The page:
As humans, we are designed to live in a community.  This is one of the reasons we are so wired to nurture relationships, especially when it comes to finding our soulmate, that particular person who will make you feel like a “million dollars.” The longing for relationships, romantic relationships, is also hard-wired into our system to ensure the preservation and reproduction of our species.

As you can see, having that special connection with someone is a biological and spiritual need that we must fulfill. Therefore, finding that “special” person, in the majority of cases, becomes the most important and critical decision you will ever make.

However, because of that biological and natural inclination to find a mate, sometimes we don’t take the time to get to know each other well enough, and we end up missing some critical red flags.

Most of the time, people will ignore the symptoms that something is not working because a routine is easy to follow, which gives us a false sense of safety and control.

 

Under normal circumstances, we’ll have periods of separation. Usually, people will leave their house to pursue their job, career, or business which creates a “natural balance,” and personal space. Even the most unhealthy relationships might be able to survive and function at some level. You leave your house for work, and come back usually exhausted. So, there is not much time for conflict or the resolution of conflict. And even under those “normal” circumstances, couples might be already struggling.

This might not be your case. However, couples are indeed feeling the effect of COVID-19 in different ways. While working with my clients during this pandemic, many have expressed how a very “casual” and otherwise “normal” conversation might turn into a big argument.

And this is predictable because you now have the time to notice things that may not bother you in the past. Small things one might over look or usually wouldn’t argue about are becoming triggers because of the additional stress, fear and under lying anxiety brought on by this unprecedented situation.

You feel stuck and you may be thinking that you are now with someone who is not even capable of understanding your needs.  These are the harmful effects of COVID-19 as it is takes over your relationship, and you may feel like you can’t stop it.

So, what to do?

First, we must understand how the brain works to find a solution.

The negative effects in our mind are produced and enhanced because of the tendency of the mind to focus and respond strongly to negative events and experiences. We are wired for survival, and so every time we feel threatened, we get triggered, creating a range of different emotional states, from anger, to stress, anxiety, sadness, and so on.  You might even experience a feeling of loneliness, even when your partner is right there next to you.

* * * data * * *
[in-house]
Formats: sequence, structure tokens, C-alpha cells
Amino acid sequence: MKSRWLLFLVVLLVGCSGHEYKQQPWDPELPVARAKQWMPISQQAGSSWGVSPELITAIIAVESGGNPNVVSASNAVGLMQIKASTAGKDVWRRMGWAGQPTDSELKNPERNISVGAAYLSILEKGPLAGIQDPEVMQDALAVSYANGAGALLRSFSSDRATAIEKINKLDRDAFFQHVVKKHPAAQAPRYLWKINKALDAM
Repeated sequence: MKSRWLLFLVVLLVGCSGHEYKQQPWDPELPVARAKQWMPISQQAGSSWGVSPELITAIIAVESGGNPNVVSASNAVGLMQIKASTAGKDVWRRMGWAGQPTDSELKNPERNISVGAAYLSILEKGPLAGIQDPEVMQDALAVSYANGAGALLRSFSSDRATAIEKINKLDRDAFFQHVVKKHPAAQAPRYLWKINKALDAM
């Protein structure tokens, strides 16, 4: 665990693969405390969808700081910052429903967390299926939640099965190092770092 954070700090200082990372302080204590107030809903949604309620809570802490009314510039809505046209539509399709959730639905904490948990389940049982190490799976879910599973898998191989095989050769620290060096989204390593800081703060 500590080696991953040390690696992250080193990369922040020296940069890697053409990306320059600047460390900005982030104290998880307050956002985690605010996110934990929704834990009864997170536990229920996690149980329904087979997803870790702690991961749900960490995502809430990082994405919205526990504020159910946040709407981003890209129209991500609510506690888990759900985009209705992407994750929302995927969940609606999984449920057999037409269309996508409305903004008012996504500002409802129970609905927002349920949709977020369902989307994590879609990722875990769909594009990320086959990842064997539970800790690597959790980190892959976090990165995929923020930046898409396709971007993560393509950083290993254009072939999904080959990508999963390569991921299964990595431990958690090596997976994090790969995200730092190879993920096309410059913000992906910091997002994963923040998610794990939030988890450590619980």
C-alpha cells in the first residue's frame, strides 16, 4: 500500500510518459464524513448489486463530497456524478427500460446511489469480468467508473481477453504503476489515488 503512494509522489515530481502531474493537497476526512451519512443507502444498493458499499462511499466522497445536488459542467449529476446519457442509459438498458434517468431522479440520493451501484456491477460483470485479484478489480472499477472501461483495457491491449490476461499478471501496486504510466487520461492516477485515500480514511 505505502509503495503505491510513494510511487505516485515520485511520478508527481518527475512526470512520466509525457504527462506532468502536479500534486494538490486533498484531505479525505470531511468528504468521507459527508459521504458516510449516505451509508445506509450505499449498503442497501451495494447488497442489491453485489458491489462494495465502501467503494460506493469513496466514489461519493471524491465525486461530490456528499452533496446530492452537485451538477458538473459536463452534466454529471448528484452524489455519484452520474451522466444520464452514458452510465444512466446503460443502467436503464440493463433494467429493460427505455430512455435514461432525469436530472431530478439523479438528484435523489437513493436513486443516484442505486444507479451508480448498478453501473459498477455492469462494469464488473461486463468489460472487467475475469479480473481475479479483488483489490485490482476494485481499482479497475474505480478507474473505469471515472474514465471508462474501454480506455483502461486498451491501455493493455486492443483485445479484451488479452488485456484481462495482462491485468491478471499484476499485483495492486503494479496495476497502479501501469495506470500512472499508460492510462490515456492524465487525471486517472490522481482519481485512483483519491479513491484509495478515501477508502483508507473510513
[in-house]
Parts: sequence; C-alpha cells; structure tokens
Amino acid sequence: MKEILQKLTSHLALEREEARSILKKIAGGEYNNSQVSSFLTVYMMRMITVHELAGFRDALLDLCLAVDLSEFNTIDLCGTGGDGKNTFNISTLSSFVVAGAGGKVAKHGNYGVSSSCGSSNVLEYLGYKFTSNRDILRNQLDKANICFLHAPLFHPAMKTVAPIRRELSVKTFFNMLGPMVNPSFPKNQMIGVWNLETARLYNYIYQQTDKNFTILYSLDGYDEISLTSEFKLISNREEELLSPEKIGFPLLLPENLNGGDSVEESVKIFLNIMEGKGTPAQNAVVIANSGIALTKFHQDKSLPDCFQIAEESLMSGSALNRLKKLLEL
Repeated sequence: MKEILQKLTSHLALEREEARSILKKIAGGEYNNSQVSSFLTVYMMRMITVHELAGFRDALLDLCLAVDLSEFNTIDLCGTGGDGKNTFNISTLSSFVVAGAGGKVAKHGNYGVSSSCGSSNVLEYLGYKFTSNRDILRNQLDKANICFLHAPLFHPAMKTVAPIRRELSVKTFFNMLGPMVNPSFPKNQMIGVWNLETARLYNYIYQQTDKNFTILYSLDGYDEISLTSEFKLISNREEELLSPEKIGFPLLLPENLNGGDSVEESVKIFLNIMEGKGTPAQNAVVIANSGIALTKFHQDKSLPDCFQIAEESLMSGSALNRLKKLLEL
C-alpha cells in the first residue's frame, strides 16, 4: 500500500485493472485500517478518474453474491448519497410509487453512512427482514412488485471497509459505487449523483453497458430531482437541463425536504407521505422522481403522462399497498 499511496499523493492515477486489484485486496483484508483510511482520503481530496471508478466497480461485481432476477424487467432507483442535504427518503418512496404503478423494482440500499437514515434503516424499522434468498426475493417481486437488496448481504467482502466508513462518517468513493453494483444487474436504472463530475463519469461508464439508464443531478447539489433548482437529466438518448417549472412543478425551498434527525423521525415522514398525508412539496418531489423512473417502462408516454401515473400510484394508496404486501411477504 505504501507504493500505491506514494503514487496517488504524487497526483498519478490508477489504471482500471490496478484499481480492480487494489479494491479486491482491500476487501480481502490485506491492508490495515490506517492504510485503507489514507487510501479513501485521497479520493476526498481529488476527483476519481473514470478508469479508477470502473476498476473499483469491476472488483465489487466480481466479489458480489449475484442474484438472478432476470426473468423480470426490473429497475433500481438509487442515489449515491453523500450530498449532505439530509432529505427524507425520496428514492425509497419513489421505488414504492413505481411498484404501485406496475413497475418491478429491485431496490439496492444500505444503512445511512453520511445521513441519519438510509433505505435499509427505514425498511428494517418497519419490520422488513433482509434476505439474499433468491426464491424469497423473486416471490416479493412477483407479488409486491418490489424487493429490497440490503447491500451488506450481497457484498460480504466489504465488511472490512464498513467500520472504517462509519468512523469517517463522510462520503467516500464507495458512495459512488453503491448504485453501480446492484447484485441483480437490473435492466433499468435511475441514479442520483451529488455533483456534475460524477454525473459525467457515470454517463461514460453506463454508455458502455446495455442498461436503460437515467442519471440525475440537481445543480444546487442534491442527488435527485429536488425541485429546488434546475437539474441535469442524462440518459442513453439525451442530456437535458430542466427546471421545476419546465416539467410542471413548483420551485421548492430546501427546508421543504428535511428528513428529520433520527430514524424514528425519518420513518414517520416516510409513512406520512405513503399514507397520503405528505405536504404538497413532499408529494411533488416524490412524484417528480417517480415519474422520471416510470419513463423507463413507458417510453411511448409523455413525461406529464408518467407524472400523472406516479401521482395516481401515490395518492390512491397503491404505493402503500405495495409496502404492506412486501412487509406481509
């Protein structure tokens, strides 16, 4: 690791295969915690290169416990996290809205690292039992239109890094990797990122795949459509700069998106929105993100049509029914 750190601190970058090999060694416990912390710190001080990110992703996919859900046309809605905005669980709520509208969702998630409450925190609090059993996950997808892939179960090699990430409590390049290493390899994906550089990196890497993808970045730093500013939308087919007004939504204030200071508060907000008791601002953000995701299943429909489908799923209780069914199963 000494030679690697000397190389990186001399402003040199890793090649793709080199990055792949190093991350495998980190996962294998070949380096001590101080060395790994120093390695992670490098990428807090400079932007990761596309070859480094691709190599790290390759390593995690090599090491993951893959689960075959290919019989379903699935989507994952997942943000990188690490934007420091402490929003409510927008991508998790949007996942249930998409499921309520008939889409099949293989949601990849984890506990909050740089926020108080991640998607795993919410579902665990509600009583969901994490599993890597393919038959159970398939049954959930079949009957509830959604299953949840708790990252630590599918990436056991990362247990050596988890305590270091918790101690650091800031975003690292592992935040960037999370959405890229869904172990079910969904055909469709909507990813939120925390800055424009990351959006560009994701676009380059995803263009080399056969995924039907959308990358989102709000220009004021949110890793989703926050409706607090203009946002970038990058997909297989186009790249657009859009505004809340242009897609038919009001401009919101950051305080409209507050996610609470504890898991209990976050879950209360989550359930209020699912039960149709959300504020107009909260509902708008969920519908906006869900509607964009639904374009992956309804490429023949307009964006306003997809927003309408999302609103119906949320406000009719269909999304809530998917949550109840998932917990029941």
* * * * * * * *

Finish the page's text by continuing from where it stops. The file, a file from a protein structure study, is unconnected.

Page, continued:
In times of crisis, usually unhealthy behavior will be triggered as we feel unsafe and out of control.

 

The quarantine and isolation will usually trigger two types of scenarios depending on how stable and strong your relationship truly is:

 

  • The first one could be that the couple becomes closer, and the relationship becomes stronger as they find ways to manage and navigate the uncertainties together using healthy tools.        Note: Please do not have false expectations if you are already struggling with your relationship under “normal” circumstances.
  • The other scenario could be that you drift apart as the fear caused by uncertainties will trigger the worse in you, and in your partner.

The question is obvious, would this be the time to end a relationship? Or, is it worth fighting for it?

As a global community, we are all suffering from the stressful effects of COVID-19, which will affect our emotional and mental states. As mentioned before, when we feel threatened, we tend to become irrational. Therefore, our ability to think clearly and objectively is impacted.       

Depending on your particular situation, you might want to take a step back and avoid making impulsive decisions unless your health is in danger. You might want to hire a professional to help you understand what’s going on objectively.

I know it’s easier said than done, but I am here to offer you:

Seven Tips to Help you Create a Healthier Relationship During Unhealthy Times.

1) Check in with yourself: Make sure you check your own emotions first. We have a tendency to blame something or someone else for our shortcomings. So, we must take responsibility for our own emotional state before we begin the blaming game. Take time to ask yourself what it is that is triggering you and why.